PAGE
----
Wierdly enough I actually enjoyed the flame and frost update so I'm full aware my opinions aren't the norm

    2. My real problem is that however much I grumble I enjoy the great majority of it. It's been a very interesting learning experience.

    3. I just saw your EQNext comment in other blog, about the hero thing (you are against it).

      So, now you will stop to bitch about Trehearne (sorry if I made a mistake, but I think you bitched at some point about our friendly lettuce head), our great green leader and supreme destroyed of Orr undeads and dragon? Or you will now be a extreme devout of Kormir, the great goddess that destroyed Abbadon?

      Oh, how I hate Kormir...

    4. Joao, I understand that English isn't your native language, but lets try to not use the "b" word. It can be pretty rude =).


    5. I barely know who Trehearne is so it probably wasn't me that was complaining about him! The Personal Story is so bad it makes the Living Story look like War and Peace, though, and I vaguely remember he had some part in it so I may have mentioned him in passing.

      I've never completed the Personal Story on any of my characters. I've done it far enough to see the bits about the "lesser races", which are quite interesting but after that I can't be bothered. Mrs Bhagpuss finished it on her first character and I helped on some of the instances so I've seen most of it. Not impressed.

      And yes, the "b" word as Ursan so delicately puts it was one I was never comfortable with and don't use, although in the context you're using it it isn't a problem. I'd say "grumble" or "complain" though. No-one will get offended by those.

    6. Well, I will forever and ever complain about Kormir.

      And you have to admit that Trahearne had a lot of blogs complaints (com-plants?).

      So, complaint about GW2 if the player is not the hearo, but Trehearne is, and complaint about GW2 if they make the player the hero, because that other blog said it is a sin.

      Can you see a pattern?

  5. @Ursan, don't blame me, blame the translator. I will balme Kormir, it is all Kormir's fault. Too is Trehearne's fault.

    Waht word I can use for what blogger are doing and that is not offensive? You know, about "it is GW2's fault they do'nt have a dog and do have a dog" And do and did is not offensive?

    1. I think in this context, "complaining" or "whining" would be a much better option.

      i.e. People are complaining about the Living Story.

      Just that the "b" word is quite derogatory towards women.


  6. João Carlos,

    “If GW2 have that popularity it is because they are doing something right.”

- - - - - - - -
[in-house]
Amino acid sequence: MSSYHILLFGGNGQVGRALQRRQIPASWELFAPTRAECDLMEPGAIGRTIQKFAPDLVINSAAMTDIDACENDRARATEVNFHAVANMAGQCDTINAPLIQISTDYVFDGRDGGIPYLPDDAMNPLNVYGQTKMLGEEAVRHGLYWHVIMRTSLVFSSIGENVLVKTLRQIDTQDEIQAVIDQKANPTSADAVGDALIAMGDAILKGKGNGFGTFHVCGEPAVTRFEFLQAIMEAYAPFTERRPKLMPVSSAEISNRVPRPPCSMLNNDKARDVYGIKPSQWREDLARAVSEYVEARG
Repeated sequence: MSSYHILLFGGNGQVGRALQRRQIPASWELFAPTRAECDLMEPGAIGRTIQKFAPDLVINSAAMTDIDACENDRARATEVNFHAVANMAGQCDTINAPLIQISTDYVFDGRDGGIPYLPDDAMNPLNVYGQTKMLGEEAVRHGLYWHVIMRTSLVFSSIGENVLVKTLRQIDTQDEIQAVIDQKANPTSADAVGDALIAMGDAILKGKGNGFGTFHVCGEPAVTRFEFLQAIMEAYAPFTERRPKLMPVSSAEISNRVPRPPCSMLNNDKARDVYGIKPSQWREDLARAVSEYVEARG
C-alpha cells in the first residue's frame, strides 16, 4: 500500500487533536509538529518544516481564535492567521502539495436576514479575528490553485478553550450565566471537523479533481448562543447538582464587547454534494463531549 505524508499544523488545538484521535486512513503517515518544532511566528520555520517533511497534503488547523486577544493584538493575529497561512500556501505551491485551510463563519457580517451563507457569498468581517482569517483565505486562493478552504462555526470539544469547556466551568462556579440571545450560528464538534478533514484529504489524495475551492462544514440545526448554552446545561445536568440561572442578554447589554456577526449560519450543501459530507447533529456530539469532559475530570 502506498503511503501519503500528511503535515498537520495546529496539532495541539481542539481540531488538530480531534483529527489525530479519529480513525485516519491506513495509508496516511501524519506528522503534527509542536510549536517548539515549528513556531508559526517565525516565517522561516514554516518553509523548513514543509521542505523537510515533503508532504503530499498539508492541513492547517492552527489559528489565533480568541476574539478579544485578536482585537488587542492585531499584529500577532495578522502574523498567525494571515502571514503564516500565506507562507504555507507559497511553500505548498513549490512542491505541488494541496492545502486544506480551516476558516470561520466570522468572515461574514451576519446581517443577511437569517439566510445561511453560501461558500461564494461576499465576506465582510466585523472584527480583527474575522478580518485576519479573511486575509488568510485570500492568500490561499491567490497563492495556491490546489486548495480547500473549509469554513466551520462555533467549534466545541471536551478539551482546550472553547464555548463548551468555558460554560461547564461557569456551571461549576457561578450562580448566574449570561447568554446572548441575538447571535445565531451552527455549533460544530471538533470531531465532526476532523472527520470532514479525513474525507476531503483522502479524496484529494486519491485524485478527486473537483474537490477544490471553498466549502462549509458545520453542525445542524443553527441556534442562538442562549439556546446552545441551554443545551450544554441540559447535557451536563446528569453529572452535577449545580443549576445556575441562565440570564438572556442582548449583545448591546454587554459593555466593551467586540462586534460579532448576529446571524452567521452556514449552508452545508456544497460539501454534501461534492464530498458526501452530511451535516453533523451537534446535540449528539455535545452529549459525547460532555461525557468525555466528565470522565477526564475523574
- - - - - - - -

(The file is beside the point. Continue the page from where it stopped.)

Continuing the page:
The popularity can be short term thing. The achievement driven Living Story is grindy and their temporary nature is forcing people to take part. If future LS are like this then people will burn out and quite the game where by making GW2 popularity a short tem phenomena. Based on the interview it seems that the dev themselves are under pressure due to LS and they might burn out before the players!

    “I am cynical enough for note that the bloggers were bitching about GW2 not have enough end content.
    Then they bitched about temporary content from the living story.
    Now they are bitching about TOO MUCH content from the temporary story.”

    I am not sure where you are going with this but I don’t think these are contradictory claims. What I see from the above is bloggers wanted enough high end permanent content which gave them something to do at their own pace. However they are now given too much temporary content which cannot be completed at their own pace. I think this is a valid complaint.

    Trehearne and personal Story – most of the complaint I read about is that the player starts off as the hero but then the player is sideline by Trehearne. I think if Trehearne was the hero from the start I don’t think you will get too much complaints.

    I don’t think one can ignore complains from bloggers about GW2 and say it’s all bitching since GW2 seem popular with the “masses”. For starts bloggers care/carded more about GW2 than the masses...

  7. @lostforever
    "For starts bloggers care/carded more about GW2 than the masses..."

    IMHO, the problem about the complaints bloggers are doing is that I have the strange impression that bloggers don't know what they want or, worse, when they get what they want they don't like it...

    This week Wolfshead made a post about what features he hope EQNext will have (not about what real features we know EQNext will have, take note: sandbox and storybricks). In other blog, baghpuss made the correct criticism to Wolfshed wishlist:

    "Forced grouping, corpse runs, death penalties, slow travel, ALL of those were hated by the majority of the part of the EQ playerbase that expressed an opinion. SOE didn’t change all those things because they got religion and wanted everythig to be nice – they changed them because of relentless, unremitting attacks from their paying customers."

    I fear we have bloggers that want return to an "golden era" of MMO that will never return, because the market evolved, because the thecnology evolved, because the society evolved.

    Gaming is not more a "nerd" thing, there are more people gaming, it is a mainstream entertainment now.

    MMO players now come from console gaming, that have a more reactive combat and a more dynamic game enviroment . So, MMO need have a more reactive combat and more dynamic quests and environment.

    I see a few bloggers enamorated with the idea of PvP full loot sandbox MMO (Syncaine). They normally use EVE as example. Sorry to say it, EVE don't have 400 k players, it have 400 k subs and average player have 2.5 subs: so, only 160 k players. That market is a restricted niche and a restricted market have a competition problem: too much MMO competing for the same niche market will force most that MMO to go bankrupt.

    There are bloggers are enamorated with sandobox, when I saw that is an illusion after play some sandbox MMO. You trade the themepark problem (devs cannot create content fast enough) for the sandbox problem: content is created by players. If players were to create quests, I am sure we will see 99% of quests being "kill ten rats". I think that a better solution is to give tools for devs make the content faster.